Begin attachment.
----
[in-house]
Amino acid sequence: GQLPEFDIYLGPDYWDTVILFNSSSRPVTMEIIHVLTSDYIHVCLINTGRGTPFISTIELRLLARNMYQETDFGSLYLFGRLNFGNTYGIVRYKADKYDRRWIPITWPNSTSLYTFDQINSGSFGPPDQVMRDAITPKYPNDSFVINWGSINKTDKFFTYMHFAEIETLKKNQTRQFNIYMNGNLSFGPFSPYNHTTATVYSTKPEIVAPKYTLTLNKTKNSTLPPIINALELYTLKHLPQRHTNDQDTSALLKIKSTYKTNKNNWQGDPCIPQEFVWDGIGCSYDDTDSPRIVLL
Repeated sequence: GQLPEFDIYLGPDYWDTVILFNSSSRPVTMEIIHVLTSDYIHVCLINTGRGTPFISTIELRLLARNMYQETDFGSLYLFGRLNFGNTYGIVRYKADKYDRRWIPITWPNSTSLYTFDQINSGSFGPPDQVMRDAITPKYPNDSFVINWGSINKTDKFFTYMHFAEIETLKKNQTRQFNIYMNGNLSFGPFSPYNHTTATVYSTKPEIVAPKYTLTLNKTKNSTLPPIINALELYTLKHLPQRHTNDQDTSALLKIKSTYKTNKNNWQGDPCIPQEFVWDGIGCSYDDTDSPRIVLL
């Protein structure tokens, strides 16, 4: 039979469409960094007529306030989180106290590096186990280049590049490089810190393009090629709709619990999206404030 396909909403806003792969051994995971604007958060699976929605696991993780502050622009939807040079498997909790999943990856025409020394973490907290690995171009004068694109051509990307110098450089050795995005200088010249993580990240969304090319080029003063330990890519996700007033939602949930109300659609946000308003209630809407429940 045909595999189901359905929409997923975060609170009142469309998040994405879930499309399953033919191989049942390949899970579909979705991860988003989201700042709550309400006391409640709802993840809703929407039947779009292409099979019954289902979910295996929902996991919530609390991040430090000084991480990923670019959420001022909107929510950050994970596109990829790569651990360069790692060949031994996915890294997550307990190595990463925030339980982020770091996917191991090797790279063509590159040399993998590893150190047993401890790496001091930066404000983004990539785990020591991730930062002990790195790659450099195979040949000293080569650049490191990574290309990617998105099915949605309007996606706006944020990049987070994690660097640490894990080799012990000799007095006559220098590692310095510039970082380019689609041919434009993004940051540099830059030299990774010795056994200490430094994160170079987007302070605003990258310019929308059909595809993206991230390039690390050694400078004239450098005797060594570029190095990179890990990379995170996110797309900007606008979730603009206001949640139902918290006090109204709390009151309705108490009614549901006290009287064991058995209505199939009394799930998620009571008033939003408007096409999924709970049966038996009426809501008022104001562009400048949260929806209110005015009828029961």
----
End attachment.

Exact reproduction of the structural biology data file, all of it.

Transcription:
[in-house]
Amino acid sequence: GQLPEFDIYLGPDYWDTVILFNSSSRPVTMEIIHVLTSDYIHVCLINTGRGTPFISTIELRLLARNMYQETDFGSLYLFGRLNFGNTYGIVRYKADKYDRRWIPITWPNSTSLYTFDQINSGSFGPPDQVMRDAITPKYPNDSFVINWGSINKTDKFFTYMHFAEIETLKKNQTRQFNIYMNGNLSFGPFSPYNHTTATVYSTKPEIVAPKYTLTLNKTKNSTLPPIINALELYTLKHLPQRHTNDQDTSALLKIKSTYKTNKNNWQGDPCIPQEFVWDGIGCSYDDTDSPRIVLL
Repeated sequence: GQLPEFDIYLGPDYWDTVILFNSSSRPVTMEIIHVLTSDYIHVCLINTGRGTPFISTIELRLLARNMYQETDFGSLYLFGRLNFGNTYGIVRYKADKYDRRWIPITWPNSTSLYTFDQINSGSFGPPDQVMRDAITPKYPNDSFVINWGSINKTDKFFTYMHFAEIETLKKNQTRQFNIYMNGNLSFGPFSPYNHTTATVYSTKPEIVAPKYTLTLNKTKNSTLPPIINALELYTLKHLPQRHTNDQDTSALLKIKSTYKTNKNNWQGDPCIPQEFVWDGIGCSYDDTDSPRIVLL
């Protein structure tokens, strides 16, 4: 039979469409960094007529306030989180106290590096186990280049590049490089810190393009090629709709619990999206404030 396909909403806003792969051994995971604007958060699976929605696991993780502050622009939807040079498997909790999943990856025409020394973490907290690995171009004068694109051509990307110098450089050795995005200088010249993580990240969304090319080029003063330990890519996700007033939602949930109300659609946000308003209630809407429940 045909595999189901359905929409997923975060609170009142469309998040994405879930499309399953033919191989049942390949899970579909979705991860988003989201700042709550309400006391409640709802993840809703929407039947779009292409099979019954289902979910295996929902996991919530609390991040430090000084991480990923670019959420001022909107929510950050994970596109990829790569651990360069790692060949031994996915890294997550307990190595990463925030339980982020770091996917191991090797790279063509590159040399993998590893150190047993401890790496001091930066404000983004990539785990020591991730930062002990790195790659450099195979040949000293080569650049490191990574290309990617998105099915949605309007996606706006944020990049987070994690660097640490894990080799012990000799007095006559220098590692310095510039970082380019689609041919434009993004940051540099830059030299990774010795056994200490430094994160170079987007302070605003990258310019929308059909595809993206991230390039690390050694400078004239450098005797060594570029190095990179890990990379995170996110797309900007606008979730603009206001949640139902918290006090109204709390009151309705108490009614549901006290009287064991058995209505199939009394799930998620009571008033939003408007096409999924709970049966038996009426809501008022104001562009400048949260929806209110005015009828029961």